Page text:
Ticket to Ride: Europe

Players: 5 (Plays 2-5)

Duration: 2 hours

TTR is another game I have covered in a previous post but the basics of the game are that players play coloured cards to claim routes between cities across a map. Points are scored from claiming these routes but also for completing secret destination cards which give two cities that you must link in some way with your routes. The farther apart the cities on the destination tickets the bigger the points bonus but if you fail to finish one then you not only lose the bonus but it’s deducted from your score.

Previously I have only played the Europe map with my wife. With 2 players there is very little player interaction and it’s more of a race to get the cards you want so you can finish the game and quickly get your destination tickets before the other player but with 5 players it’s a war of attrition. It was a very different experience than the casual card gathering one I was used to and a lot more tense. Near the end of the game the board was almost full and destination tickets were constantly getting blocked. Poker faces turned to gurns and I heard more than one involuntary wail as route after route was claimed and shut down. It was great.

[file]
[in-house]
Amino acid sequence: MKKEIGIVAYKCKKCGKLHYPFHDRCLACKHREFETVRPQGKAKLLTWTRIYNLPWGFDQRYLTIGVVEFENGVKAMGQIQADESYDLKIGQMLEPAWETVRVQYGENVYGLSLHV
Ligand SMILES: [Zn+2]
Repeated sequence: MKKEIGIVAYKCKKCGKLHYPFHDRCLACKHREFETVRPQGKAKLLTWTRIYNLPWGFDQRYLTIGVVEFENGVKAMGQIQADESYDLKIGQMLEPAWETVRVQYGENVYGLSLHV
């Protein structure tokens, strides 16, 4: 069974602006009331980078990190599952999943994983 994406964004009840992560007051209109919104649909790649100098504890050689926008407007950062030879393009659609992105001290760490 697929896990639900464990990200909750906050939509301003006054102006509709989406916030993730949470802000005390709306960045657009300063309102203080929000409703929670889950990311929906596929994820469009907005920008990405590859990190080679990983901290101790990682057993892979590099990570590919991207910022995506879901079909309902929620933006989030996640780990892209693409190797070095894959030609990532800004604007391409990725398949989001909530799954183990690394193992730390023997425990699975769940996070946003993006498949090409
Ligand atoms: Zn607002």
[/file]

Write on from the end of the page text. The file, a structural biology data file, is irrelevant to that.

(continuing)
The Europe map does come with a nice variant where each player gets three stations that they can place in a city to piggyback another players route but this wasn’t enough when Southeast Europe started to look like a bad Jackson Pollock. None of my destination tickets were anywhere near it. I chuckled.


One thought on “Monday Night Tabletop Round-up 09/03/15

  1. Pingback: Monday Night Tabletop Round-up 16/03/15 | INKling thinks